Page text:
It’s winter in this part of the world and cold air is streaming down from the north, making these January nights the perfect occasion to stay inside and tie up your spring and summer arsenal for whatever lurks in your waters. I am constantly exploring new ways to use the feathers from my favorite upland bird – the ringneck pheasant – and have quite a supply to work with after this autumn’s success. Here are two streamer patterns – one a bit wild, the other more natural – that I’ve found to be fun ties; a bit more challenging than your standard pheasant fly fair, and dynamite on many species, especially bass.
The Pheasant Matuka
The matuka is a streamer that can be tied with just about any long feather on the pheasant’s body, but traditionally, it’s tied with the elongated church window feathers from the upper back. It makes for a shad-like profile so it looks like a big baitfish and has a subtle shimmy in the water – great for bass and big trout.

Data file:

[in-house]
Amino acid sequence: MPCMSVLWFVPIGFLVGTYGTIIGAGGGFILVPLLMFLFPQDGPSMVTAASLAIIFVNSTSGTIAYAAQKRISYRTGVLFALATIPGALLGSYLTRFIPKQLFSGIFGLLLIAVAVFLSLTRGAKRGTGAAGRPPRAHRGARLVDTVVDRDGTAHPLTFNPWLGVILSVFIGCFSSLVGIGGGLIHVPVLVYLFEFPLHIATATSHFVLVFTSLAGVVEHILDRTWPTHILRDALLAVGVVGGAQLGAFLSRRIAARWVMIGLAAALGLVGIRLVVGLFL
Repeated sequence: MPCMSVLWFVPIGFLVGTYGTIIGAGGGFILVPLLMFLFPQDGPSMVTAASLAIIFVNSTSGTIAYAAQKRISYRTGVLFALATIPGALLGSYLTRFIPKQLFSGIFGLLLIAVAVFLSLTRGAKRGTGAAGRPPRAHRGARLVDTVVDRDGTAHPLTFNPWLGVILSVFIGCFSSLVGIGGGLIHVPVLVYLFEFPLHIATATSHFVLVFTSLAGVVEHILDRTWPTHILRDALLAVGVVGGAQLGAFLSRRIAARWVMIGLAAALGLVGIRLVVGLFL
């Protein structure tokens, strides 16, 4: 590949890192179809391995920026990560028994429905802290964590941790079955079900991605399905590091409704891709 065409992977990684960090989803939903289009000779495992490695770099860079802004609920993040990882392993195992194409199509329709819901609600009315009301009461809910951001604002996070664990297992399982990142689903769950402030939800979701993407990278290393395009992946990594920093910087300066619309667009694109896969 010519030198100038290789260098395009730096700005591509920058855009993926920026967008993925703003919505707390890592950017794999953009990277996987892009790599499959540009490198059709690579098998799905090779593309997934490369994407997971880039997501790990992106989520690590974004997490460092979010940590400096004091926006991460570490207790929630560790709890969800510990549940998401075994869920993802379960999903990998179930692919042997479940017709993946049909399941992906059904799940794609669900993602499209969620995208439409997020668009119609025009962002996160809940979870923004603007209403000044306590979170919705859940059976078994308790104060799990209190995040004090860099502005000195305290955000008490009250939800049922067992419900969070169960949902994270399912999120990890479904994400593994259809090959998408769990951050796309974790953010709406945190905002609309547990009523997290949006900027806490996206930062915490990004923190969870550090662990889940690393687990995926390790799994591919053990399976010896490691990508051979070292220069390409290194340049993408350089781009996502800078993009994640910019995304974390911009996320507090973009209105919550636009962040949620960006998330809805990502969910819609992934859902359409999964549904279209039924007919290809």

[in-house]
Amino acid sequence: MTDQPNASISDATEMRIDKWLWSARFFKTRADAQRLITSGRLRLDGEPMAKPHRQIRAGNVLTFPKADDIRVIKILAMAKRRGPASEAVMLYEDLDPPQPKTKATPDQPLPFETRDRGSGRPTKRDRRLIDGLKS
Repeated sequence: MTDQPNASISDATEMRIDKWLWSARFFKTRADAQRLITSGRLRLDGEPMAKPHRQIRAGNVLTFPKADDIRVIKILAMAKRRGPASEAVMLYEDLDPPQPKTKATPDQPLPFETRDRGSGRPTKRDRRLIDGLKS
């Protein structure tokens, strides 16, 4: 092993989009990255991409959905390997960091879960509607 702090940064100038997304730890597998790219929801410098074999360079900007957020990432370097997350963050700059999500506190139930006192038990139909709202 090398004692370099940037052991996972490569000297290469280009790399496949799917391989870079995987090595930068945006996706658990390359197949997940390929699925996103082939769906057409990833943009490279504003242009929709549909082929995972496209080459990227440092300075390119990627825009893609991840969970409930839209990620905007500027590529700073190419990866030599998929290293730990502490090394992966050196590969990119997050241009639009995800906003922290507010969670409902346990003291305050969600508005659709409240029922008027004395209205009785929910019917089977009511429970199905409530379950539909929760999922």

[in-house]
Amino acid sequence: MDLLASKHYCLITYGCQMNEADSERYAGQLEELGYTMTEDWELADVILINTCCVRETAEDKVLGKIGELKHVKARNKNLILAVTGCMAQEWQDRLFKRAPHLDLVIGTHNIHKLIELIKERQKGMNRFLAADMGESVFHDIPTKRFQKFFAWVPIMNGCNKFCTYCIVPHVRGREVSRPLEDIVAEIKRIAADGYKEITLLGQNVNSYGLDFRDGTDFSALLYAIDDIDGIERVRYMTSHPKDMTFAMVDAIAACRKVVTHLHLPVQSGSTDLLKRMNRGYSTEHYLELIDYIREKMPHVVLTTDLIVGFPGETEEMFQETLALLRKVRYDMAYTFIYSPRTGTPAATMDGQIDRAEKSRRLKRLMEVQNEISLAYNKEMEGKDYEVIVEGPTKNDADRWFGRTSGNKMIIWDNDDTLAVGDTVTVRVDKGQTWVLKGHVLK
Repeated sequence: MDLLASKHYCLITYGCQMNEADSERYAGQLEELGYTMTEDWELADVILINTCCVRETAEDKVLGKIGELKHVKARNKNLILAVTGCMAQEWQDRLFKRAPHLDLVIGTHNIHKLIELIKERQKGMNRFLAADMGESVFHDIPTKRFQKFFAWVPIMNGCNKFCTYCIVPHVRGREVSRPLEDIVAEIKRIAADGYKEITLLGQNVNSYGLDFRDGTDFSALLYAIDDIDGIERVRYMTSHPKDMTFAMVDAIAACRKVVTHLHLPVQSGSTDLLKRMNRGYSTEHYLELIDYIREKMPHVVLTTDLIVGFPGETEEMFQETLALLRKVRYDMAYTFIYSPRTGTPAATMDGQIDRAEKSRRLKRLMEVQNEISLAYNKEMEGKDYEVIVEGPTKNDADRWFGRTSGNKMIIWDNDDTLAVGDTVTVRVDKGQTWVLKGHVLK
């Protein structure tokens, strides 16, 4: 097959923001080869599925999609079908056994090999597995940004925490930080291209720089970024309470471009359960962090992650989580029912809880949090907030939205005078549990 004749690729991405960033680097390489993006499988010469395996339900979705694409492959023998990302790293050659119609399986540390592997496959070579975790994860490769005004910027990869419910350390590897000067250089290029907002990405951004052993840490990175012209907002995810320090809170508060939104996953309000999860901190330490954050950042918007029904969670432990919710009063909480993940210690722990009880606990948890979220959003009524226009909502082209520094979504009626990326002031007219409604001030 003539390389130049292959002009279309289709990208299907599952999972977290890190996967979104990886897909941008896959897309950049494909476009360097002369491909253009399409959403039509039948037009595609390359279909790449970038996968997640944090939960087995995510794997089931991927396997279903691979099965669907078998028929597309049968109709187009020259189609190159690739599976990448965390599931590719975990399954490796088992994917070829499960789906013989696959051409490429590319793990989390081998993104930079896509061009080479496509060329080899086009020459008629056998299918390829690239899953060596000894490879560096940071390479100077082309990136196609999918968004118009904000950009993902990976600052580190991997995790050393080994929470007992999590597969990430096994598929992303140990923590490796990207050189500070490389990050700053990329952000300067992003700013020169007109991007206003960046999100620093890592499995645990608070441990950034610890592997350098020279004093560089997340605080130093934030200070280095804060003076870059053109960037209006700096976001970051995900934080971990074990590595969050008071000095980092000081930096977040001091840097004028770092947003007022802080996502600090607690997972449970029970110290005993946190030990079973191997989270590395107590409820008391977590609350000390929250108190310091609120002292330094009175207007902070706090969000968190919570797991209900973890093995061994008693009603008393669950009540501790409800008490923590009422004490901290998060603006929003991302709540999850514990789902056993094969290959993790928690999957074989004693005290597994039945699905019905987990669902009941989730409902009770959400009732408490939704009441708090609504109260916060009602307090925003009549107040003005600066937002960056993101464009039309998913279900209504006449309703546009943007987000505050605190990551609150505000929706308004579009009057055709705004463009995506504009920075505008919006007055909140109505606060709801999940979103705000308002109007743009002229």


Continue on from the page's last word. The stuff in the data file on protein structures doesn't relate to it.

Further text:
Hook: Streamer, Size 1-8
Thread: Red 6/0
Tail & Wing: Elongated Church Window Feathers
Body: 3 Strands of Peacock Herl
Rib: Medium Copper Wire
Collar: Pheasant Rump Hackle
Start by securing your thread on the hook and tie a three-inch-long piece of copper wire on top of the hook shank, leaving some room behind the hook eye. Then, tie in three strands of peacock herl at the bend
The Pheasant Tail Craw
If you’re bored with nymphs and other standard flies that use the pheasant tail fibers to form their bodies, wings and tails, here’s a pattern that will up your winter excitement at the vise. Use this craw on smallmouth bass, rock bass and trout to solve a tough bite in a pinch!
Hook: Streamer 4-10
Thread: Brown 6/0
Weight: Lead wire
Claws: Split group of PT fibers
Antennae: Krystal Flash
Eyes: 20# mono or bead chain
Hackle: Small brown saddle
Body: Nymph dubbing
Rib: Copper wire
Shellback: PT fibers
Start with a few wraps of lead wire behind the hook eye for weight, then: